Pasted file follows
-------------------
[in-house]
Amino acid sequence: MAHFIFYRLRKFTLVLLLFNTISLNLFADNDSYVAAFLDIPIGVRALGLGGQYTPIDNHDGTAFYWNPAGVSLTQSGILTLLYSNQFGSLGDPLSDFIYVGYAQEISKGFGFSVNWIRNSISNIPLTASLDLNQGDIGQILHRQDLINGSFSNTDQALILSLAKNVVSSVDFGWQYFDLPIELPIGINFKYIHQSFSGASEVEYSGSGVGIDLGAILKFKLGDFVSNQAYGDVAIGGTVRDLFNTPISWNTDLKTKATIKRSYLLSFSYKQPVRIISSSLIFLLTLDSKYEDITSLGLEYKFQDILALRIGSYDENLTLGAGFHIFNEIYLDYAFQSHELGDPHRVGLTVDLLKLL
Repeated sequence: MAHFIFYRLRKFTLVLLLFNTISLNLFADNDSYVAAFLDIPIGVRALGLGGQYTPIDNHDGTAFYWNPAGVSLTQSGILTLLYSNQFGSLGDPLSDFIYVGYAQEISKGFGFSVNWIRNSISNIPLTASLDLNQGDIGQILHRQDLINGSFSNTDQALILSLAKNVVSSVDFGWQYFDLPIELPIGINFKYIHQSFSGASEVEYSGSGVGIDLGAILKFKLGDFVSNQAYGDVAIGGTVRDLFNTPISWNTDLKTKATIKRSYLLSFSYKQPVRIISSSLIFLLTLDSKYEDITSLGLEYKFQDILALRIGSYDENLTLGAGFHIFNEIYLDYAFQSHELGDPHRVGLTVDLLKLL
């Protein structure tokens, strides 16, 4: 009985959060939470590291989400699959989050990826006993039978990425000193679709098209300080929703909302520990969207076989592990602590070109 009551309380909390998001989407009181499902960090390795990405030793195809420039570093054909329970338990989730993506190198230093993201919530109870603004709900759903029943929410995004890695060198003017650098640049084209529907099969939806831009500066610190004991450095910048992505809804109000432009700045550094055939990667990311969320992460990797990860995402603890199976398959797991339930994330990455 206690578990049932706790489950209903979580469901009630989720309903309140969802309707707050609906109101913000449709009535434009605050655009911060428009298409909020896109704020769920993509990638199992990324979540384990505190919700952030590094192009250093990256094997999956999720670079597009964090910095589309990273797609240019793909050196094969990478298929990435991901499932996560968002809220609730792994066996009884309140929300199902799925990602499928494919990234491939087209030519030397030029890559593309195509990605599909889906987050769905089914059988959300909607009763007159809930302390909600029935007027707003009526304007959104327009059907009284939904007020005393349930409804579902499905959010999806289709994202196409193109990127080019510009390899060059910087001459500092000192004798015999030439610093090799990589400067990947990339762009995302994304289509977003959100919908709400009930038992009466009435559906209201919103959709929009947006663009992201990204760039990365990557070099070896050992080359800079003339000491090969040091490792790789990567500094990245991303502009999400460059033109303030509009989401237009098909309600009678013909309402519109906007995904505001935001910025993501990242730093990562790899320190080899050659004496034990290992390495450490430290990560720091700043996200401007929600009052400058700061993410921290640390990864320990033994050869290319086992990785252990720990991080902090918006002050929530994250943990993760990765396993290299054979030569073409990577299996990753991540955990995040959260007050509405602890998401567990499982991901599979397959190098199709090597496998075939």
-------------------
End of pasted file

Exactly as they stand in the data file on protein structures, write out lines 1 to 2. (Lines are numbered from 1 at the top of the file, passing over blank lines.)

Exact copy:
[in-house]
Amino acid sequence: MAHFIFYRLRKFTLVLLLFNTISLNLFADNDSYVAAFLDIPIGVRALGLGGQYTPIDNHDGTAFYWNPAGVSLTQSGILTLLYSNQFGSLGDPLSDFIYVGYAQEISKGFGFSVNWIRNSISNIPLTASLDLNQGDIGQILHRQDLINGSFSNTDQALILSLAKNVVSSVDFGWQYFDLPIELPIGINFKYIHQSFSGASEVEYSGSGVGIDLGAILKFKLGDFVSNQAYGDVAIGGTVRDLFNTPISWNTDLKTKATIKRSYLLSFSYKQPVRIISSSLIFLLTLDSKYEDITSLGLEYKFQDILALRIGSYDENLTLGAGFHIFNEIYLDYAFQSHELGDPHRVGLTVDLLKLL